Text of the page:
This is the commander's answer to the question of "What does the Chief Engineer do during his time off duty?"

Chief Engineer Baxter, Argo Epic
      I have a full duty shift that is usually scheduled for eight hours, but sometimes, if there is a serious matter that needs to be addressed, or a critical experiment that needs engineering support, I will work a double, or even a triple shift. But then I will get some time off. Usually, when I do get an off duty period the first thing I do is get a good meal in the recreation pod, then I'll take a long shower, and get several hours of sleep. After that there are a wide range of recreational opportunities on the Argo, games to play, exercise machines to use, and even movies to watch. But sometimes all I do is to go to one of the pods with the large exterior windows and watch space, and its endless collection of stars, go by. And then it is time to go back on active duty maintaining the essential systems of the Argo Epic.

      Baxter, to his credit, when asked later about 'his answer', even added that he'd gotten quite good at picking out the various planets from the vast expanse outside.
      Later, on Earth, Baxter admitted that he'd had several rough shifts in a row when he'd sent his first answer, and, maybe, had a bit more of his 'starshine' liquor than he had realized when he wrote it. But he never admitted to the Commander's forgery.

The Great Space Vacuum Cleaner
      Not only did the Third Mission Crew capture the one small asteroid for study that their mission brief called for. They captured four, of three different types, including some of those composed of "metallic glass" that had caused so much damage to the Argo on its first mission. And, as was said by some parts the crew, 'a bucket and a half of asteroid dust' with their 'space vacuum cleaner'.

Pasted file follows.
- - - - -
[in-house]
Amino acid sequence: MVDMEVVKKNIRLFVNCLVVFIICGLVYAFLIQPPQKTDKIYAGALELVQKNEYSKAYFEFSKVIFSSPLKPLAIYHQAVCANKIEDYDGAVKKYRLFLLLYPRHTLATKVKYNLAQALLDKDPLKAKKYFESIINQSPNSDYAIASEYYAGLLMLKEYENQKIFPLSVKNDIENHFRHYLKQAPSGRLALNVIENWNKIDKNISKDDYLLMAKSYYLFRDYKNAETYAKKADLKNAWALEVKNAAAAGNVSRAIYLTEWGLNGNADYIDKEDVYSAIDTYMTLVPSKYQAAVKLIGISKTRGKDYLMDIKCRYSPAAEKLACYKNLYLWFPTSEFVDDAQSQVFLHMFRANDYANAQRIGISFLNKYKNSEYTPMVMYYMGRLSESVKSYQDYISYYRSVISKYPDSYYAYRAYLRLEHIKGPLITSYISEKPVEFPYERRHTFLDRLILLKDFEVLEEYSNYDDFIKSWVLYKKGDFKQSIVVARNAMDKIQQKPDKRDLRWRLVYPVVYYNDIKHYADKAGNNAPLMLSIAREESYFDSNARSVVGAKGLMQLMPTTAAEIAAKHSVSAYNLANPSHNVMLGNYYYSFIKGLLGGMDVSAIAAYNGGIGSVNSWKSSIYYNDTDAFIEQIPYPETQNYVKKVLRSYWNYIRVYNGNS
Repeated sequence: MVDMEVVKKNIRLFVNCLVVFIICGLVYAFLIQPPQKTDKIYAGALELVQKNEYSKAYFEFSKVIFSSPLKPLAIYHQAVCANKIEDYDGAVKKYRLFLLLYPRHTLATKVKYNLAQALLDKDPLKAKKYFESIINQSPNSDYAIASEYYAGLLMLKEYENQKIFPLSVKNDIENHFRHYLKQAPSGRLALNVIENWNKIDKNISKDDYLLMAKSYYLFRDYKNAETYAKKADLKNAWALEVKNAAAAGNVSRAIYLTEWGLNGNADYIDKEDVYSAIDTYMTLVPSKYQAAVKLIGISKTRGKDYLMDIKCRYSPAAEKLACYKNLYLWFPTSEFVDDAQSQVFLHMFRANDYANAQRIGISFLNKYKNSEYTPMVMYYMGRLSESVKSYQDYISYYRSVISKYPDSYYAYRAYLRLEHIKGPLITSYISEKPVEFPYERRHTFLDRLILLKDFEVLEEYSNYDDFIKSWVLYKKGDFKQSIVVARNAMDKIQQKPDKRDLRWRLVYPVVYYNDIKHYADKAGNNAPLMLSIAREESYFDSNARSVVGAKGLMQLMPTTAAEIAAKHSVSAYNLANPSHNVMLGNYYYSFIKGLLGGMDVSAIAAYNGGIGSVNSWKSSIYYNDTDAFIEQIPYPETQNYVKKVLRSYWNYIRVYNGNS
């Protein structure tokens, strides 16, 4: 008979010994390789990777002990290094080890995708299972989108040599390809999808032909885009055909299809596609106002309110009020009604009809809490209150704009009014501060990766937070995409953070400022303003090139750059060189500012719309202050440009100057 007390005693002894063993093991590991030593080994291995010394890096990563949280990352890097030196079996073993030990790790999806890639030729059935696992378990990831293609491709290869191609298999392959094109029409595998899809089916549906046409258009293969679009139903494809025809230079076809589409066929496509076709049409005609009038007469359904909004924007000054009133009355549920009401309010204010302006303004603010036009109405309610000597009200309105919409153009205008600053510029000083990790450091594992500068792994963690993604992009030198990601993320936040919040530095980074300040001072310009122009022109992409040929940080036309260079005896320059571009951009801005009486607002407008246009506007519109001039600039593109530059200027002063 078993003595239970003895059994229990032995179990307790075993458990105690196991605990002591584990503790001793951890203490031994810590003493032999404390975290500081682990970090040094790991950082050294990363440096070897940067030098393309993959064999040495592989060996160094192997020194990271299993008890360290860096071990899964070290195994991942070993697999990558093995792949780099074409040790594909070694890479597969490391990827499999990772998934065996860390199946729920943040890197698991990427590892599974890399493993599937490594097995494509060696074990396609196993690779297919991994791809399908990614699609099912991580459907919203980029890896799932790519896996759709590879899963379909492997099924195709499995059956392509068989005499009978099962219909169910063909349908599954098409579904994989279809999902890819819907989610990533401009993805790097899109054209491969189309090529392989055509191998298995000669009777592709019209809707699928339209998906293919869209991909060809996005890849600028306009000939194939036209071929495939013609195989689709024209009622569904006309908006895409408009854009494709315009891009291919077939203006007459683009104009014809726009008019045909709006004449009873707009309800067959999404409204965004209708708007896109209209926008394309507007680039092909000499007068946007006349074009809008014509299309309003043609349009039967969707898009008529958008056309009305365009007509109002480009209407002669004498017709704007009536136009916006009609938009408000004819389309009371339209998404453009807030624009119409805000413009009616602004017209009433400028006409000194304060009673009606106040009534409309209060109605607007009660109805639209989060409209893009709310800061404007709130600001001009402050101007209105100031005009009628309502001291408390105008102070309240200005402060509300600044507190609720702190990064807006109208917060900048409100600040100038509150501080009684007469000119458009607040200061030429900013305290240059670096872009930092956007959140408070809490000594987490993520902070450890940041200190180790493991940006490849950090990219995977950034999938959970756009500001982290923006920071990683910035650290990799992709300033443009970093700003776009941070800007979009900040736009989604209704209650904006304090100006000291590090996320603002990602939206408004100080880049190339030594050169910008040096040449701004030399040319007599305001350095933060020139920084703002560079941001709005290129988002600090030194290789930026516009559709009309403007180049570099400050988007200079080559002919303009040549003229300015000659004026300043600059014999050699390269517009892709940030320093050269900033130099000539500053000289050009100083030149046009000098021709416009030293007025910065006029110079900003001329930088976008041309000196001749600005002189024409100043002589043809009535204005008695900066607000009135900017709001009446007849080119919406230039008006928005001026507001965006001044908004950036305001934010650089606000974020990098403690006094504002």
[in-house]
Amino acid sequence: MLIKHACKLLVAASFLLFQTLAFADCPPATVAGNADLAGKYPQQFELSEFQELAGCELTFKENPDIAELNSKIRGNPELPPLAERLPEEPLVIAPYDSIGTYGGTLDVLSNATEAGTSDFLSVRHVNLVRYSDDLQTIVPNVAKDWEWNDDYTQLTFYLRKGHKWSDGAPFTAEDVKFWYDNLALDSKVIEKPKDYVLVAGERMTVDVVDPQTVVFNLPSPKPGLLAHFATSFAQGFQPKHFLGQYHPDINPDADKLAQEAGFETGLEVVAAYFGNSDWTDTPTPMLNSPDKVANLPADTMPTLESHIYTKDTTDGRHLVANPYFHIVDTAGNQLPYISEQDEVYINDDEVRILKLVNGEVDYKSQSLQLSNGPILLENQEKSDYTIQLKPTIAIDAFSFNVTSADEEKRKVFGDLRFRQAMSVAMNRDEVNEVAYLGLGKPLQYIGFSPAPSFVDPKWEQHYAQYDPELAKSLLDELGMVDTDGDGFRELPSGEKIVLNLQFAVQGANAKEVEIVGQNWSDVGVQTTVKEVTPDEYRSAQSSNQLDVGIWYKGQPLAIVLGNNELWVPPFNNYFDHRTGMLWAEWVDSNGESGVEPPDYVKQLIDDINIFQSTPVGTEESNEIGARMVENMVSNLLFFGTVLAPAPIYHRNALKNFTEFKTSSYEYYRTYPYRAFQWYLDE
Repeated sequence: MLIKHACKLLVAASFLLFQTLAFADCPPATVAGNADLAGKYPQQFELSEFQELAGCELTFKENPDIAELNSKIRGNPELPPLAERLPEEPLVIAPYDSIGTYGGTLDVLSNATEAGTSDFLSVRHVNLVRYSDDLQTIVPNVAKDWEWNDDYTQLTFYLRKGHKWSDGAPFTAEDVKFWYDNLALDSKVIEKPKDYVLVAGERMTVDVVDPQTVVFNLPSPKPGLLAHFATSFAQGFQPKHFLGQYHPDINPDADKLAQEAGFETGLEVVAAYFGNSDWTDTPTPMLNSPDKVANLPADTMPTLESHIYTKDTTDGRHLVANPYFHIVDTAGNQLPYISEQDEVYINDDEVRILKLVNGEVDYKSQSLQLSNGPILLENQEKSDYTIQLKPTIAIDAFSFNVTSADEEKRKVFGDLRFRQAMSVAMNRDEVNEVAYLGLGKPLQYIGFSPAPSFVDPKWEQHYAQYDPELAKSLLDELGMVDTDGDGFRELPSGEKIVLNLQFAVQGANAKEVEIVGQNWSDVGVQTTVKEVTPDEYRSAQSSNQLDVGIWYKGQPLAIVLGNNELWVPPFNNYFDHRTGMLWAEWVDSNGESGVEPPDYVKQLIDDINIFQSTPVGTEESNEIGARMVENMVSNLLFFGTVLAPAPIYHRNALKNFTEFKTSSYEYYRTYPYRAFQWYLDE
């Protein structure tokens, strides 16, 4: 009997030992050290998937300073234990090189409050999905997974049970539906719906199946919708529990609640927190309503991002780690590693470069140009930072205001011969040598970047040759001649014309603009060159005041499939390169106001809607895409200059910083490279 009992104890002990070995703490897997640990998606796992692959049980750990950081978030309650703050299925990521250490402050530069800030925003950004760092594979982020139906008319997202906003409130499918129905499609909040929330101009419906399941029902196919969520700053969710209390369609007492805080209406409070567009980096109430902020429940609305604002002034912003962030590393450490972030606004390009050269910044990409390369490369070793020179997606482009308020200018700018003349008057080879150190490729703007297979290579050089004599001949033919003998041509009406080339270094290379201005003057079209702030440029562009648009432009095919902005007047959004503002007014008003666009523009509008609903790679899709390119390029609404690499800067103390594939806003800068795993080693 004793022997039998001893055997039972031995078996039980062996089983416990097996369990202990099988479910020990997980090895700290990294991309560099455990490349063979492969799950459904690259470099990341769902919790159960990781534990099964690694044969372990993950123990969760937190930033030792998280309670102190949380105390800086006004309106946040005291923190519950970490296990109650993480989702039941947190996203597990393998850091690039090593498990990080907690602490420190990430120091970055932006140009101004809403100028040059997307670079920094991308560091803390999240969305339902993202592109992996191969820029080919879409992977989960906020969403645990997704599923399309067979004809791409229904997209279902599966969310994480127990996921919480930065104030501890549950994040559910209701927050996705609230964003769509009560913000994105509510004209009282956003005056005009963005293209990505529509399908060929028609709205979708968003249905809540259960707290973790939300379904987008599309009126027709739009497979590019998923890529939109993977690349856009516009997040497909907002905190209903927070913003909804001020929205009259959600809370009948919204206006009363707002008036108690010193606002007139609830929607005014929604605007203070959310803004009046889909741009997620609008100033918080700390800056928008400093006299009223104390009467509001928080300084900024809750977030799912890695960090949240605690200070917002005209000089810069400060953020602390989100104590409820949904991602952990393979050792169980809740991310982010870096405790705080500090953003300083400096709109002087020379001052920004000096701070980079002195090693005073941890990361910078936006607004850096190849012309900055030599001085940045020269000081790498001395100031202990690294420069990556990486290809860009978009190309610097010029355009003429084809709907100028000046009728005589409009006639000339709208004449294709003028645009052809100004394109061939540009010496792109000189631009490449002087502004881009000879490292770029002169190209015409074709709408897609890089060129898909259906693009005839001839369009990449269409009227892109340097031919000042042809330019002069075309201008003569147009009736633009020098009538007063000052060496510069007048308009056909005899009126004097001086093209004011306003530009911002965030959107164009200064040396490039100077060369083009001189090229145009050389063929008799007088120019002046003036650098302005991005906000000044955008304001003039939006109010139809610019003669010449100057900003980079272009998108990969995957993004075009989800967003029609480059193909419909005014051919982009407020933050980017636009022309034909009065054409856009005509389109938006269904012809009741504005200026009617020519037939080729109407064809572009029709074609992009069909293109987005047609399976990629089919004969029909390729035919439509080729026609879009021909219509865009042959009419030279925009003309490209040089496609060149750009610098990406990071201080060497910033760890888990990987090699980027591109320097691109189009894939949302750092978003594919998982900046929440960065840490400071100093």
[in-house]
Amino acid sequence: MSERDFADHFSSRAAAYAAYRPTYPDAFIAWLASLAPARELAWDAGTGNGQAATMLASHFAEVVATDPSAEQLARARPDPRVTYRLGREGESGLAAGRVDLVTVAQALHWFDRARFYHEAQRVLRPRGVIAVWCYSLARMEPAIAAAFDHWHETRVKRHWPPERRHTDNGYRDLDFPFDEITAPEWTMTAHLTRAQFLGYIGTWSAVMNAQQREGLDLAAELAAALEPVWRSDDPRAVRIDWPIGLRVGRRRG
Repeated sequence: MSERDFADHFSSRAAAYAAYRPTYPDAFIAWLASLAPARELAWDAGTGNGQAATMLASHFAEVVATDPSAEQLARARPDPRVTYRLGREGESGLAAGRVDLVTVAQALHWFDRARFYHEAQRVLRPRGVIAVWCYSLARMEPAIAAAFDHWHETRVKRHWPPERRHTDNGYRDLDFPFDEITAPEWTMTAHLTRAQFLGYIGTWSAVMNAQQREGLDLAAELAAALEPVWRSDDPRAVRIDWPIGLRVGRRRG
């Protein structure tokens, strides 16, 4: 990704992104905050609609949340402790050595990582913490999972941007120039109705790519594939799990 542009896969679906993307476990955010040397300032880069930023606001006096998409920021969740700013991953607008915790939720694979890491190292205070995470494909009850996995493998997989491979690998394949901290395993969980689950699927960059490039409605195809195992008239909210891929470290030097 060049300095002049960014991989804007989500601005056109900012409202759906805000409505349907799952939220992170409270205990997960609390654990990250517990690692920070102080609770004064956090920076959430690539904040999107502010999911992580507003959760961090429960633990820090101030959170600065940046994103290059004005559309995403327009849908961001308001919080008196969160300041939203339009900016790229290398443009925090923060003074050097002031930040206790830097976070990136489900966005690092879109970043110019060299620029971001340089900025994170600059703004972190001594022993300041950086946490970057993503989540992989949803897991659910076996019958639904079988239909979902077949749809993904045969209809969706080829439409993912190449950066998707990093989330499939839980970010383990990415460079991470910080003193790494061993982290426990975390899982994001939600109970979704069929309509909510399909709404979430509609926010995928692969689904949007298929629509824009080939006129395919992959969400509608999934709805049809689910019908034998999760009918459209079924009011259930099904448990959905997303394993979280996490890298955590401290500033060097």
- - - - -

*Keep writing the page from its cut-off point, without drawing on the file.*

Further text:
We'll let them tell us the rest of the story.

Science log supplement by Commander Pedersen, third mission of Argo Epic
      Our primary assignment was to capture at least one small asteroid from the inner edge of the innermost band of the Asteroid Field. Thanks to the excellent scans of the Field by the first Argo Mission, we had an idea of what we were looking for and where to find them. So once we were on our way we plotted our best course and started working on the various apparatus that we'd need to adapt the Mars Return system, which was an adaptation of the Venus Probe capture system, to now capture an asteroid.
      And then I heard a rumor that Doctor Turnbul was working on an invention that, at first brush, sounded so ridiculous that at I thought it should have been Ken's idea. But no, she said that it had come to her while she was waiting for one of the cleaning drones to work through her lab when she had released a bit of printer toner while trying to change a cartridge.

Doctor Melrita Turnbul, Interplanetary Dynamics:
      I was going to print out a 'cheat sheet' of the interference lines in the visible light spectrum and other sensor returns when my lab printer refused to cooperate. But I got the changing sequence out of order, and so I had the empty cartridge still in hand when I was supposed to have already removed and secured the now full waste cartridge, and I ended up with a cloud of toner floating in the low gravity of my lab amidships where the artificial gravity was less. Instead of waiting for it to settle and then have a mess to clean up I went and hijacked a cleaning drone and set it to vacuuming up the toner.

      Then I remembered that one of the original mission's observations was how much dust was in the Field. That while a lot of it was dispersed throughout the region, there were pockets where it was almost a haboob.
      If I could use a drone vacuum to suck up a cloud in my lab, why couldn't the Argo use a similar arrangement, without the air of course, to 'suck up' some asteroid dust with magnetic fields and direct it into a container?
      The first thing I did was to grab the cleaning drone and look at how it directed the thrust from half its rotors into a series of electrified baffles and filters so it could fly while cleaning in everything from zero G and low gravity, like the lab, all the way out to the near 1 G in the ring, and pick up even the smallest contaminants while flying. For the Argo to capture some uncooperative asteroid debris we could use a similar arrangement and direct it through a series of curves to slow it and then contain it in with an electrical field in something that we could lock and secure without contaminating it with our air.